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Why Lady Gaga’s Rumoured Role As Ursula Is Causing Controversy

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If Disney can create a half-woman half-octopus, would it be that strange to cast a black woman as her?

While riding the high waves of praise following her turn in A Star Is Born, Lady Gaga is slated for another Hollywood role - that of Ursula, the sea witch from The Little Mermaid. A live-action remake of the 1989 cartoon film is in the works, and it’s mooted that director Rob Marshall, who is helming the upcoming remake of Mary Poppins, has been drafted in to direct the The Little Mermaid remake next.

And, according to the Disinsider, Gaga is set to play Ursula. The Disney-focused news site has been very careful to clarify that Gaga is only rumoured, not confirmed, to be in the running for the role, but the site knows enough to know that production of the film is set to be in Puerto Rico and Cape Town. The role of Ariel (who, did you know, as a cartoon, was based, facially, on a young Alyssa Milano?) is set to go to Zendaya, a longtime Disney stalwart.

Now, not everyone is happy about Gaga’s rumored casting. Quite clearly, the Ursula we know and love and loathe from The Little Mermaid is Disney’s first fat villain since Alice and Wonderland’s Queen of Hearts, and Gaga isn’t fat. She’s also a lot older than Ariel, and Gaga’s only 10 years Zendaya’s senior. Will Gaga be able to put on all the weight required (tbt to when Ryan Gosling gained loads of weight for a role that eventually went to stacked muscleman Mark Wahlberg), or will she wear a fatsuit? Will she be so different from the Gaga we know and love that the point of her casting is just for her (incredible) voice?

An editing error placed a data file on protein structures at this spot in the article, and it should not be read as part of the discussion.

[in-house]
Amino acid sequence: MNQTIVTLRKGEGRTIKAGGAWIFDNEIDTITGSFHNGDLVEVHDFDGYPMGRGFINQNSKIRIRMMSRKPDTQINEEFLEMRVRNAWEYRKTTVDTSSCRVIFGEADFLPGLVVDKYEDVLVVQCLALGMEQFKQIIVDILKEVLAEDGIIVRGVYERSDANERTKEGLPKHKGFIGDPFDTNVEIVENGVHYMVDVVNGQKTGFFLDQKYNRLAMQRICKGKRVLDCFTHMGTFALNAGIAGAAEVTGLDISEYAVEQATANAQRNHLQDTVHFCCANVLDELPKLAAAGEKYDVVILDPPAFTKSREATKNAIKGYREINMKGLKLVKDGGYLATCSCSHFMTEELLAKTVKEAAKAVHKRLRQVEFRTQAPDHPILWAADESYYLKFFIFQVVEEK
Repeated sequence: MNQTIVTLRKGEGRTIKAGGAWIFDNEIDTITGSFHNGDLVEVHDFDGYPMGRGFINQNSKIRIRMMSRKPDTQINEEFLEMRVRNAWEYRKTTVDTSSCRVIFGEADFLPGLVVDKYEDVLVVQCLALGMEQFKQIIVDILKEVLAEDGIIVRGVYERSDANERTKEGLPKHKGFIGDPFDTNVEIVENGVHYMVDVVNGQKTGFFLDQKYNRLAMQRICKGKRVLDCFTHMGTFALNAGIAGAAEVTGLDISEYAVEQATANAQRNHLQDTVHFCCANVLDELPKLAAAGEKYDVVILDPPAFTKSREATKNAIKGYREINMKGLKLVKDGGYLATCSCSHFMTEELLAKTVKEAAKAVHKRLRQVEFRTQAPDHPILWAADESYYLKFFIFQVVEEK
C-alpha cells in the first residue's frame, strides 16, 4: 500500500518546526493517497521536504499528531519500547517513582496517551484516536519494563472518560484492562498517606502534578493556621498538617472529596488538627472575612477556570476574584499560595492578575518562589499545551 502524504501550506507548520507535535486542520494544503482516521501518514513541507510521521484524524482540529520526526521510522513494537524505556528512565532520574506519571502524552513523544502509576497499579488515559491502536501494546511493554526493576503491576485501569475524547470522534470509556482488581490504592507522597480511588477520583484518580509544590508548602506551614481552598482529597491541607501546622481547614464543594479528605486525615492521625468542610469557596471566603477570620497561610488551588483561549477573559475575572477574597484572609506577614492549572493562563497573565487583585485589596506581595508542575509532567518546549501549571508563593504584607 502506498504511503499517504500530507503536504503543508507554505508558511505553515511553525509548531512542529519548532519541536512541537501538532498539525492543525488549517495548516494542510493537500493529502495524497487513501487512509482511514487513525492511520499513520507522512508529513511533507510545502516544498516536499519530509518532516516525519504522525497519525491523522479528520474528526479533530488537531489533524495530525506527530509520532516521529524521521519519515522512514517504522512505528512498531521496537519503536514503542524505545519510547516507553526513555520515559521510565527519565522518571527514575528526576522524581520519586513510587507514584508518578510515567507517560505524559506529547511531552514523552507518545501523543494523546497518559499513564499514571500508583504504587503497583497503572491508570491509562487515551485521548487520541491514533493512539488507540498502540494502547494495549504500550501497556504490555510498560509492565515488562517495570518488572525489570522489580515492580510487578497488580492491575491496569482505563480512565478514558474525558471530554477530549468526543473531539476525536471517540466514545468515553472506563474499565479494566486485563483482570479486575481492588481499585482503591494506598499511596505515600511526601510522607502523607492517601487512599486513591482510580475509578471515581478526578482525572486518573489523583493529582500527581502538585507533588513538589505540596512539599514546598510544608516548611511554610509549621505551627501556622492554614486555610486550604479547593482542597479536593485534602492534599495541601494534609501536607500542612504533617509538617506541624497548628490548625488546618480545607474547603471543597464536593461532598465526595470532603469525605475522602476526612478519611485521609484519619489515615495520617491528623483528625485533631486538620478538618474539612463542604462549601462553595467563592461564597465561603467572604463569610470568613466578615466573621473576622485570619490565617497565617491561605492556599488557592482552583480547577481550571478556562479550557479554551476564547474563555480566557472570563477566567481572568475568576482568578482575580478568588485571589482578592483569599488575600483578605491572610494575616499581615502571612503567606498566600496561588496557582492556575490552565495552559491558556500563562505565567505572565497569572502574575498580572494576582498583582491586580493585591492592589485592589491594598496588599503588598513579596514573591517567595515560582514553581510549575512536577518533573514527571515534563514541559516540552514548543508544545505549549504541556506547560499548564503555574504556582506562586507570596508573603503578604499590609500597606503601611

Getting to the root of who Ursula is, well, she was voiced by Pat Carroll (after Joan Collins turned the role down) and facially, she’s based on (male) drag queen Divine. Both Carroll and Divine are/were white, which has been pointed out in narrow-minded arguments over Gaga’s casting in response to claims that Ursula is black. In the film, the seductive-evil-queer sea witch is purple, so it should be a given that she can be played by any woman of any ethnicity right? When casting for a fantasy film, where a half-woman half-octopus is A Thing, why shouldn’t the possibility of casting a black woman be considered? Is it really so out of the question that a film featuring a talking crab (who we hope, this time, is actually played by a Caribbean guy if he’s meant to be a Caribbean guy) could have a fat black woman as its villain?

After all, Ursula has been played in Once Upon A Time by three black women: Yvette Nicole Brown, Merrin Dungey and Tiffany Boone. And in Descendants 2, she’s voiced by Whoopi Goldberg! Wouldn’t Ursula’s legacy as a black woman be wonderfully fulfilled by, say, Monique - who wowed us all as the menacing mother in Precious?

Plus, though the original Hans Christian Andersen story is set in Denmark, the 1989 cartoon is set in the Caribbean, which is far more ethnically diverse. And Puerto Rico and Cape Town have similarly varied demographics. Finally, if this is a Maleficent-style feminist re-telling of the classic story through the villain’s eyes, maybe Ursula’s fatness and blackness - both maligned by the western beauty standards which uphold thin, white women like Gaga as the ideal, could play a part in why she’s so desperate to steal younger, thinner, whiter women’s bodies